Nothing. In fact, I laughed.

The story is mini chapters in the life of best friends Enid and Rebecca. They’re droll and bored and boring and they sprawl on beds and talk and bitch about models in magazines and they go to diners and make up stories about the other regulars. Sometimes they wander around and do stuff. But mostly they’re in this limbo between high school and college and so close they wonder if its healthy. They abuse the pushover guy friend. They dream of walking into a sex shop and looking around. At one point Enid really gets into the cartoonist Daniel Clowes. (Okay, that’s still annoying).

Don’t get me wrong. Enid and Rebecca are still unlikable little snots I’m glad I didn’t sit next to in homeroom. But there are some truly great scenes. Enid tries to muster some romantic nighttime feelings for a teacher, testing and ditching out on different scenarios in her head when she’s in bed — including one that finds him fully clothed in the shower with her — before finally falling asleep without consummating the sexy visual. Or, during a conversation about a guy Enid and Rebecca know who is totally into politics, Enid apes a conversation with him:

“Yeah Jason, ever since you stopped eating meat and bathing and started doing grafitti and fucking up ATM machines, the world has become a way better place.”

So I stand corrected. Ghost World isn’t terrible. It certainly isn’t anything to fight about.

This review was originally posted on June 3, 2011 on Minnesota Reads.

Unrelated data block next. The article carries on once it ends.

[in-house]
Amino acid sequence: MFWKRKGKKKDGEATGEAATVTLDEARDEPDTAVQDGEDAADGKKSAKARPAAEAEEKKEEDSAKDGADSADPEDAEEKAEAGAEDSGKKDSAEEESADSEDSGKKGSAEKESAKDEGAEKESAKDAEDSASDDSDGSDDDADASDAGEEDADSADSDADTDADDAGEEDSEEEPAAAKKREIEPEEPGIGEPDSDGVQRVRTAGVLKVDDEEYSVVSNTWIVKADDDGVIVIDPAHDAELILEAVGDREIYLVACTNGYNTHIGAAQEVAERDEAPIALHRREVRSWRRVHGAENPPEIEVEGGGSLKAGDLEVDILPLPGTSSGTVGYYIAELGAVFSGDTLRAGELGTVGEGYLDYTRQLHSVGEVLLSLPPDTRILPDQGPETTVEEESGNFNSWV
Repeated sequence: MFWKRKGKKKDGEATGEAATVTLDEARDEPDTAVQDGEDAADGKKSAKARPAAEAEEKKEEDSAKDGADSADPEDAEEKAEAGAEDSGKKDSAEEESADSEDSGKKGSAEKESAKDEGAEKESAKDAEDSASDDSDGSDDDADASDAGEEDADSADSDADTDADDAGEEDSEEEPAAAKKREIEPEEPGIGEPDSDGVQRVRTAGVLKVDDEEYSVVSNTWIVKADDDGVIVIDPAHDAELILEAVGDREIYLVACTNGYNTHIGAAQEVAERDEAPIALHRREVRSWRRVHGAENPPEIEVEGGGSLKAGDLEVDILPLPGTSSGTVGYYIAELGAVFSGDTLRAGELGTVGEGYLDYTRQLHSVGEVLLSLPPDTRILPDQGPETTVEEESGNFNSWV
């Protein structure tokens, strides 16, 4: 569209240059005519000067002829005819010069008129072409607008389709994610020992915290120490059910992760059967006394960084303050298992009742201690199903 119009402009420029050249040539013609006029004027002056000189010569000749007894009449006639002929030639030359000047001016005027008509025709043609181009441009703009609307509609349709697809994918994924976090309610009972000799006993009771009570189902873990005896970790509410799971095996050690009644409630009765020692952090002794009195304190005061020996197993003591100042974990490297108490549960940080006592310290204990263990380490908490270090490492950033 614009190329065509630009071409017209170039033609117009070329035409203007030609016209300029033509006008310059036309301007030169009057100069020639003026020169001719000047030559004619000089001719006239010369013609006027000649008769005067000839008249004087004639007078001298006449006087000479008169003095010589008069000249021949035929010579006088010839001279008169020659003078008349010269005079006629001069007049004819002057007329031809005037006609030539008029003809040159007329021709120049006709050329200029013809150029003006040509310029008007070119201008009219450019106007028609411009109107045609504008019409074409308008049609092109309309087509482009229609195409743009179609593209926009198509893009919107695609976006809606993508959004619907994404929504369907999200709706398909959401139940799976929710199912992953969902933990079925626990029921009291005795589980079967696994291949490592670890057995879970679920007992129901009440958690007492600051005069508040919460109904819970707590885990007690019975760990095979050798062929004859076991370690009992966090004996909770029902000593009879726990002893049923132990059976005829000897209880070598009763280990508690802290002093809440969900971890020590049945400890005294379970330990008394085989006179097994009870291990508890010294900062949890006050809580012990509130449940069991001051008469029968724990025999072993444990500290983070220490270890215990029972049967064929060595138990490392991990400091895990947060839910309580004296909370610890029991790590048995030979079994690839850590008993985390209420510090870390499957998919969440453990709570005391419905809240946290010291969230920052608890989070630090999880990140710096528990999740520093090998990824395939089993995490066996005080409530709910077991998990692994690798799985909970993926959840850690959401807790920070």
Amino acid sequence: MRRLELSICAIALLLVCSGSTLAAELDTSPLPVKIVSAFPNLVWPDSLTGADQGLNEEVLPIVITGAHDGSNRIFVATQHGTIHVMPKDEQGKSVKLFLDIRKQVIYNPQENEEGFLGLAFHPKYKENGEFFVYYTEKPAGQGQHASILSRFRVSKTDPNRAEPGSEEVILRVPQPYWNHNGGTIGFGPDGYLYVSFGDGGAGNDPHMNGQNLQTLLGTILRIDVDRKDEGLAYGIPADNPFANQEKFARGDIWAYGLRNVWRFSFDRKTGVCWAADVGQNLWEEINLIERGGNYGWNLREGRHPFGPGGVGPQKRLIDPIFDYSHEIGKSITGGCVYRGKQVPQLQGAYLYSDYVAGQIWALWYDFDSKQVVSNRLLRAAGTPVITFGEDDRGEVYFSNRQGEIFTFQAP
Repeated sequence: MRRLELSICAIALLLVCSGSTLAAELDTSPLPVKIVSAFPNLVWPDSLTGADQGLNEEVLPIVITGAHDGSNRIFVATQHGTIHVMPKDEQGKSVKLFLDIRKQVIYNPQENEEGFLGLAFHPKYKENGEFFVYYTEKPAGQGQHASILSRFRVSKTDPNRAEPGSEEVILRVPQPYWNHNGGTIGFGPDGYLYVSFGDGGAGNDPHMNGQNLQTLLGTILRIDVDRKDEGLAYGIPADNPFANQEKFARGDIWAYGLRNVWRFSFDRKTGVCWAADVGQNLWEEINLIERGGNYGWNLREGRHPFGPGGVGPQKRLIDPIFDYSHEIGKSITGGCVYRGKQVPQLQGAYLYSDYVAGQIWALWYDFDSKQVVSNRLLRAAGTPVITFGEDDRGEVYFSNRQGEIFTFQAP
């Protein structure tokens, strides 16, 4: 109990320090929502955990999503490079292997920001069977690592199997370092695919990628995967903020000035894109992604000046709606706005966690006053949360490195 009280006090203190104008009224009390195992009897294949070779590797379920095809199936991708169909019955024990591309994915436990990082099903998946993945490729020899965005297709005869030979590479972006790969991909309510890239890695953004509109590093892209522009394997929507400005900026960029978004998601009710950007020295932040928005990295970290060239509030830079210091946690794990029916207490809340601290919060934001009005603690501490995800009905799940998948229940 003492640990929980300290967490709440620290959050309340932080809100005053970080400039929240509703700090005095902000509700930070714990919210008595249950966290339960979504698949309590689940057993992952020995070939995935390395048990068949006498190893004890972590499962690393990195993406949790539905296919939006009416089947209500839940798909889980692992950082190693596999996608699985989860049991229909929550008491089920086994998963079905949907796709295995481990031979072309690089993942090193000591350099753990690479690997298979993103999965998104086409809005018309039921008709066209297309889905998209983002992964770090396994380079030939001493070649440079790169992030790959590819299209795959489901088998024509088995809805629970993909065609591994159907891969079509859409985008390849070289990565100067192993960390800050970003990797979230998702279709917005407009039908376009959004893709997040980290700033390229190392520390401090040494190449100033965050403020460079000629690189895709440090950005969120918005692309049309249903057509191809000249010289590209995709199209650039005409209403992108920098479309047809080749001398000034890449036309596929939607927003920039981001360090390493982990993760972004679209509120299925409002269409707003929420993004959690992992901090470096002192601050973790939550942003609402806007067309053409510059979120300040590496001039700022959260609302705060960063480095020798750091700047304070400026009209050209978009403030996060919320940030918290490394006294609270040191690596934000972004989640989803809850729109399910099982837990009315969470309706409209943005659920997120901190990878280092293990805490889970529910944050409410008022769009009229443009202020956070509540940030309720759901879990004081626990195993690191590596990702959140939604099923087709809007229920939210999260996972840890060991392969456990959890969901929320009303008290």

Review: ‘The Night Bookmobile’ by Audrey Niffenegger

Audrey Niffenegger has a good thing going on with her lobes. In her graphic novel The Night Bookmobile — which walks like a children’s book, but certainly doesn’t talk like one, Alexandra goes out for a stroll in the streets of Chicago in the middle of the night. She has recently fought with her boyfriend Richard, a ponytailed lover with no time for make believe. She finds a bookmobile blasting Bob Marley and gives the driver a little peek as she walks past.

Robert Openshaw greets her, invites her inside. So many books and she’s read all of them. Paul Auster and Betty Crocker and, gasp, her own diary from childhood. Openshaw hustles her out the door when the sun comes up.

Back home with Richard, she is distracted. He doesn’t believe her story. He breaks the fourth wall with a snarky look at the reader and says “See what I have to deal with here?” She continues to spend her nights searching for the bookmobile — to the point where Richard thinks she is carrying on with another dude. She doesn’t quite dispute that. This magical camper and its rock and roll soundtrack get her full attention.

She returns to the bookmobile a couple more times, more aisles and more books with each visit, always reluctant to leave and damn-near clawing at Openshaw’s pant leg and begging for a job that he can’t give her.

Like The Time Traveler’s Wife and Her Fearful Symmetry, Niffenegger has again blurred the lines between natural and supernatural. Her authorial “what ifs” aren’t subject to gravity, which is a pleasure to read. Art-wise, she is more grounded in realism. No dreamy swirls or puffs or anything else to suggest that this is fantastical.

This book is totally a treat and undoubtedly has readers considering their own night bookmobiles: The Judy Blume and Christopher Pike. Veganomicon and issues of Sassy magazine. A barely freshly cracked copy of Joyce Carol Oates’ A Widow’s Story, the complete works of Chuck Palahniuk, Japanese crime fiction and even this book.